True story, word for word. As I recall, we didn’t discuss much Thucydides that day.
I don’t know how it happened, but somehow I grew up not knowing certain things that everybody else did. (I was seventeen before I discovered you could buy soup in a can.) This year, history recitation is where I learned the most.
It all started when Mr. Schlect brought up the subject of puns. He said: “A butcher backed up into a meat grinder, and got a little behind in his work.”
Snort. Obliging groans and giggles.
Then he declared: “Puns are almost the lowest form of humor—right above ‘pull my finger.’”
I said: “What’s ‘pull my finger’?”
For an entire minute, no one could even speak. The whole table was grabbing their throats, reeling in their chairs, and howling. I thought Marc was going to have a hernia.
“Tell me!” I insisted.
So Mr. Schlect did, and I wished he hadn’t. But now he was on a roll. “You guys know what a Pokemon is, don’t you?”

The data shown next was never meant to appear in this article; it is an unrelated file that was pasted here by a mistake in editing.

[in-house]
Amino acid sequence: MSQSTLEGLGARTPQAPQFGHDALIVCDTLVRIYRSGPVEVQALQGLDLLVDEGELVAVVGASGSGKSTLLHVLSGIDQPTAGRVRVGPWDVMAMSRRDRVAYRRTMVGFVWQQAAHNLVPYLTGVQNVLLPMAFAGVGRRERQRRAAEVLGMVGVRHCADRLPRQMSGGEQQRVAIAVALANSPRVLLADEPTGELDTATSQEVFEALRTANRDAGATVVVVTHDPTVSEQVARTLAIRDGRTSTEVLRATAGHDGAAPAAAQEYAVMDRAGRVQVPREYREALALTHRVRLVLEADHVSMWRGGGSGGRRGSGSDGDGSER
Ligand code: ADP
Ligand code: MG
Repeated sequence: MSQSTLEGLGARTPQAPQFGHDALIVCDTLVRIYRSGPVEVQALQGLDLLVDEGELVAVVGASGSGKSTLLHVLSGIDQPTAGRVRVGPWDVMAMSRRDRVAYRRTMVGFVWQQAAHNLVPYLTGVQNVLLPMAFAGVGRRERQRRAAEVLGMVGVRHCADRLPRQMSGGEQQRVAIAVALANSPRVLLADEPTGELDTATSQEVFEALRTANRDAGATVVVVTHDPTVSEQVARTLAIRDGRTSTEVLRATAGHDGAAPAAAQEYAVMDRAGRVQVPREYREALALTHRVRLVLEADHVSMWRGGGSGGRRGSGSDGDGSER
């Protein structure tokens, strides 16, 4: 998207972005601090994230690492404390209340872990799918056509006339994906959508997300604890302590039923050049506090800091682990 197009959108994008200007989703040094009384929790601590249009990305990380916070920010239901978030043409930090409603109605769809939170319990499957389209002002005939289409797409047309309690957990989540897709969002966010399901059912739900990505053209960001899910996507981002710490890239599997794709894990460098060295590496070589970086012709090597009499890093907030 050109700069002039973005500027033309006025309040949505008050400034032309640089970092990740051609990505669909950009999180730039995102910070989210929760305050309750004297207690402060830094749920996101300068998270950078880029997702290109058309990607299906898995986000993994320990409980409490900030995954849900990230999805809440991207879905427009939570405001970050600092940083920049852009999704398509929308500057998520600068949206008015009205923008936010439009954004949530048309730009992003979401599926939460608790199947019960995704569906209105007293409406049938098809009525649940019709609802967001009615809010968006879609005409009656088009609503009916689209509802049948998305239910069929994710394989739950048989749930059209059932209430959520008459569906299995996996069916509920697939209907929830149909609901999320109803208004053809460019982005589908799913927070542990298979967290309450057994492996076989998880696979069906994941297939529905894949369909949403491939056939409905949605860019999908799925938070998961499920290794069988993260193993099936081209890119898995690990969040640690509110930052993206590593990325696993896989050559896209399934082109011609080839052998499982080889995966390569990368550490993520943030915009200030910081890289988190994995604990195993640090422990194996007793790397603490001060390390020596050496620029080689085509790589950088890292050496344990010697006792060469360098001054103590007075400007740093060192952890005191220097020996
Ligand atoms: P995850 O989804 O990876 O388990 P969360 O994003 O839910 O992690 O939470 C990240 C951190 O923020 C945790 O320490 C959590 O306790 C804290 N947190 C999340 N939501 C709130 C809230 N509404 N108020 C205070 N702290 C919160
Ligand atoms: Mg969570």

I looked around the room. “It’s that weird, nasty little creature in the game, isn’t it?”
“A Pokemon,” said Mr. Schlect distinctly, “is a Rastafarian Proctologist.”
We all stared at him.
“Okay,” he said. “It isn’t funny if you have to explain it.”
“What’s a proctologist?” I asked, pencil ready.
“A proctologist is a person who deals with colonoscopies, so they spend most of their time with rubber gloves on, sticking their hands up people’s heinies. That’s the ‘poke’ part.”
We were in pain. I could hardly hold my pencil. “How do you spell that?” I choked.
Marc started banging the table and crying. Catherine and Emily were holding their sides.
“Well, is that true? Is that really what a Pokemon is?” I demanded.
Mr. Schlect had his head in his hands. He said: “Gwen, it’s a good thing we have you in this class.”
“Yeah,” Seth piped. “Because otherwise we wouldn’t be able to burrow into things!”
“Oh, Seth!” said Mr. Schlect. “Pull my finger!”